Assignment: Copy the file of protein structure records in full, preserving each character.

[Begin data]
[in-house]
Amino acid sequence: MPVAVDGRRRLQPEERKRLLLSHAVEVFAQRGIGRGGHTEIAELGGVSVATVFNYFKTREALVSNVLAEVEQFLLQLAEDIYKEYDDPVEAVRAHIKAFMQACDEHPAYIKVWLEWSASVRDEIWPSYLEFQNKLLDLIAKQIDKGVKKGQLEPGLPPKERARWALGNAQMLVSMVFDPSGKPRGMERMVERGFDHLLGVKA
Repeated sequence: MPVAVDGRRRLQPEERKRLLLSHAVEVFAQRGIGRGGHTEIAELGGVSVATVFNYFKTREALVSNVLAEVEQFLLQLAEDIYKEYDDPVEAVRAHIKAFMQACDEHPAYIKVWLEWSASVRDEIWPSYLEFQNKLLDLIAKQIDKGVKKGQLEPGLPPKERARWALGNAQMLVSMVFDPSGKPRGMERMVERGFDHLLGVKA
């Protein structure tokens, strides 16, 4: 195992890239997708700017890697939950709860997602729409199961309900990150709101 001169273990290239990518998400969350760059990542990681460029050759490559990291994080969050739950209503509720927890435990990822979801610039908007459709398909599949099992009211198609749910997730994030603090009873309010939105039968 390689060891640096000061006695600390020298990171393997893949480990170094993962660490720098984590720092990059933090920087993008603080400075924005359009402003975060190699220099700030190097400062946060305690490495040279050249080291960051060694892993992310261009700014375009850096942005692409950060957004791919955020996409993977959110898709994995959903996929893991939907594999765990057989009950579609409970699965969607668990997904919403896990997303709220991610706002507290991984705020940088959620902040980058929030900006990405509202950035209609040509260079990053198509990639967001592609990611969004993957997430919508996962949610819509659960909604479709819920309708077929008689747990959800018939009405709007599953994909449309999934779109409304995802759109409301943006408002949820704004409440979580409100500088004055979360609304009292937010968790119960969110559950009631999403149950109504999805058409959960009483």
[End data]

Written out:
[in-house]
Amino acid sequence: MPVAVDGRRRLQPEERKRLLLSHAVEVFAQRGIGRGGHTEIAELGGVSVATVFNYFKTREALVSNVLAEVEQFLLQLAEDIYKEYDDPVEAVRAHIKAFMQACDEHPAYIKVWLEWSASVRDEIWPSYLEFQNKLLDLIAKQIDKGVKKGQLEPGLPPKERARWALGNAQMLVSMVFDPSGKPRGMERMVERGFDHLLGVKA
Repeated sequence: MPVAVDGRRRLQPEERKRLLLSHAVEVFAQRGIGRGGHTEIAELGGVSVATVFNYFKTREALVSNVLAEVEQFLLQLAEDIYKEYDDPVEAVRAHIKAFMQACDEHPAYIKVWLEWSASVRDEIWPSYLEFQNKLLDLIAKQIDKGVKKGQLEPGLPPKERARWALGNAQMLVSMVFDPSGKPRGMERMVERGFDHLLGVKA
């Protein structure tokens, strides 16, 4: 195992890239997708700017890697939950709860997602729409199961309900990150709101 001169273990290239990518998400969350760059990542990681460029050759490559990291994080969050739950209503509720927890435990990822979801610039908007459709398909599949099992009211198609749910997730994030603090009873309010939105039968 390689060891640096000061006695600390020298990171393997893949480990170094993962660490720098984590720092990059933090920087993008603080400075924005359009402003975060190699220099700030190097400062946060305690490495040279050249080291960051060694892993992310261009700014375009850096942005692409950060957004791919955020996409993977959110898709994995959903996929893991939907594999765990057989009950579609409970699965969607668990997904919403896990997303709220991610706002507290991984705020940088959620902040980058929030900006990405509202950035209609040509260079990053198509990639967001592609990611969004993957997430919508996962949610819509659960909604479709819920309708077929008689747990959800018939009405709007599953994909449309999934779109409304995802759109409301943006408002949820704004409440979580409100500088004055979360609304009292937010968790119960969110559950009631999403149950109504999805058409959960009483």